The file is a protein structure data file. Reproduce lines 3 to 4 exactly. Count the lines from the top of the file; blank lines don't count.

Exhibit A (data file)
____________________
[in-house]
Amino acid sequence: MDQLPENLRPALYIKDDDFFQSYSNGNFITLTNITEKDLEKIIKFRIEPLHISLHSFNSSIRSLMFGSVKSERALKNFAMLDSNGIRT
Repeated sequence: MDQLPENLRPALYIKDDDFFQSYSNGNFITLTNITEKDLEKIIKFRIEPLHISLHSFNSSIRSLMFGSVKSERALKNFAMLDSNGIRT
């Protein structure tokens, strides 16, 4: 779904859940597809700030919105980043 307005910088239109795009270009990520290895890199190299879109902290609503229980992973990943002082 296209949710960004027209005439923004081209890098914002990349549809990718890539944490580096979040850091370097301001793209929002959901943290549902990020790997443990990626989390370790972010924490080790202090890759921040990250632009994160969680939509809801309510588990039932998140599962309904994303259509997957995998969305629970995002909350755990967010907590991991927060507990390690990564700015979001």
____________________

Repeated sequence: MDQLPENLRPALYIKDDDFFQSYSNGNFITLTNITEKDLEKIIKFRIEPLHISLHSFNSSIRSLMFGSVKSERALKNFAMLDSNGIRT
């Protein structure tokens, strides 16, 4: 779904859940597809700030919105980043 307005910088239109795009270009990520290895890199190299879109902290609503229980992973990943002082 296209949710960004027209005439923004081209890098914002990349549809990718890539944490580096979040850091370097301001793209929002959901943290549902990020790997443990990626989390370790972010924490080790202090890759921040990250632009994160969680939509809801309510588990039932998140599962309904994303259509997957995998969305629970995002909350755990967010907590991991927060507990390690990564700015979001």